What surprises are in storage?
(Repeat) The biotech tool CRISPR lets us do more than shuffle genes. Researchers have embedded an animated GIF into a living organism’s DNA, proving that the molecule is a great repository for information. This has encouraged speculation that DNA could be used by aliens to send messages.
Meanwhile, nature has seized on this powerful storage system in surprising ways. Scientists have learned that the 98% of our genome – once dismissed as “junk” – contains valuable genetic treasure. Find out what project ENCODE is learning about the “dark genome.”
Plus, how viruses became the original stealth coders, inserting their DNA into ancient bacteria and eventually leading to the development of CRISPR technology. Discover the potential of this powerful tool, from curing disease to making pig organs transplant-friendly, and the possible dark side of quick-and-easy gene editing.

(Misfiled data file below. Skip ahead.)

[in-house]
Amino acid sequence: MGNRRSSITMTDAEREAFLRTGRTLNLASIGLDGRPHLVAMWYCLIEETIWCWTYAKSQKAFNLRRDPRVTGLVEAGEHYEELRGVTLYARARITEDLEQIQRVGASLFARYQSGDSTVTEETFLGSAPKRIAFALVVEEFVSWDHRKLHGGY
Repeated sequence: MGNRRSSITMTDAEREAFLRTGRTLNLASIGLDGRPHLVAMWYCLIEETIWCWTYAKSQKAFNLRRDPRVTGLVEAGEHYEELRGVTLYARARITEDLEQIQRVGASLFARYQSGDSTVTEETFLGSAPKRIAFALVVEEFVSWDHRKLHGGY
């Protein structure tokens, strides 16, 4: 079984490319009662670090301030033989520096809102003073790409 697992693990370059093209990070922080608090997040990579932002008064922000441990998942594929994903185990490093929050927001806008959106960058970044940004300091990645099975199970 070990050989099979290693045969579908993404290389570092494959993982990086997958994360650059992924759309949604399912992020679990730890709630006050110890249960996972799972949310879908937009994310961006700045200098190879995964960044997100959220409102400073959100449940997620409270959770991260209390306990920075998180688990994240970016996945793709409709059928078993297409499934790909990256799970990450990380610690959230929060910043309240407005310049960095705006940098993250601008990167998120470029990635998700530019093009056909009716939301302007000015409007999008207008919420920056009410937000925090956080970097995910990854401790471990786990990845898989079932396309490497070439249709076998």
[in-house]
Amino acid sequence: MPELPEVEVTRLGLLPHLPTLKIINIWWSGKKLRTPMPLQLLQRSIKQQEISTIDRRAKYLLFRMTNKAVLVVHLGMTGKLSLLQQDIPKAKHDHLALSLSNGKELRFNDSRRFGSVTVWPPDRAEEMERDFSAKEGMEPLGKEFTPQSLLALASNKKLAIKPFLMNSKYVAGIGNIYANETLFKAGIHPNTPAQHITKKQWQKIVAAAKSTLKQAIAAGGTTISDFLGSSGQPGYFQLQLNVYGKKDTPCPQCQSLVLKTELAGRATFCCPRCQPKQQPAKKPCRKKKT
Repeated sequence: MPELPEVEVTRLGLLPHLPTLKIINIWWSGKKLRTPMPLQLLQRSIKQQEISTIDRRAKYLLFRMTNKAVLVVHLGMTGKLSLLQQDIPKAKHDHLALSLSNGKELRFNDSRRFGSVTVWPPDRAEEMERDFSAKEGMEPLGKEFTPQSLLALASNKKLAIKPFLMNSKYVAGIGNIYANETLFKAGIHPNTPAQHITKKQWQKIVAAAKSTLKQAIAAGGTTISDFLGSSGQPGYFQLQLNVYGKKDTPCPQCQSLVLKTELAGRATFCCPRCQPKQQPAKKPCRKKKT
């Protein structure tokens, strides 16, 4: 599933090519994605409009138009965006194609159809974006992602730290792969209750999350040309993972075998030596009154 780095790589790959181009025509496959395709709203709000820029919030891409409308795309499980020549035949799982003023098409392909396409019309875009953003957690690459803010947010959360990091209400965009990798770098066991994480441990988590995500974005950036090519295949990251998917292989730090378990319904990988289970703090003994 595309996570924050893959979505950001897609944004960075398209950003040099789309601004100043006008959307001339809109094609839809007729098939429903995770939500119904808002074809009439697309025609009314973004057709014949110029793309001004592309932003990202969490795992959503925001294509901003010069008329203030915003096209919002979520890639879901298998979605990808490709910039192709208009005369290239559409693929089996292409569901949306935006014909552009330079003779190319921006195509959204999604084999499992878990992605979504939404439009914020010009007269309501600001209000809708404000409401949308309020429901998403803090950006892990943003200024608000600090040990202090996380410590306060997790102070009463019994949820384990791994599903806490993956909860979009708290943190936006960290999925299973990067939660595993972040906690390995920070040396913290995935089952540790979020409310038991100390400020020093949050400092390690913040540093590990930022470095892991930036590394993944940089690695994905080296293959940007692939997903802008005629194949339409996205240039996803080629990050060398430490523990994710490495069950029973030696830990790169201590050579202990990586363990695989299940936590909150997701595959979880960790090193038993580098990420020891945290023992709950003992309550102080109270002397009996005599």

- Paul Davies - Director of the Beyond Center for Fundamental Concepts in Science at Arizona State University
- Yin Shen - Assistant professor, Department of Neurology, Institute for Human Genetics, University of California , San Francisco, member of ENCODE team
- Sam Sternberg - Assistant professor, Department of Biochemistry and Molecular Biophysics, Columbia University, and co-author of “A Crack in Creation: Gene Editing and the Unthinkable Power to Control Evolution”
- Hank Greely - Director, Center for Law and the Biosciences; Chair of the Steering Committee of the Center for Biomedical Ethics; and Director, Stanford Program in Neuroscience and Society
Originally aired November 6, 2017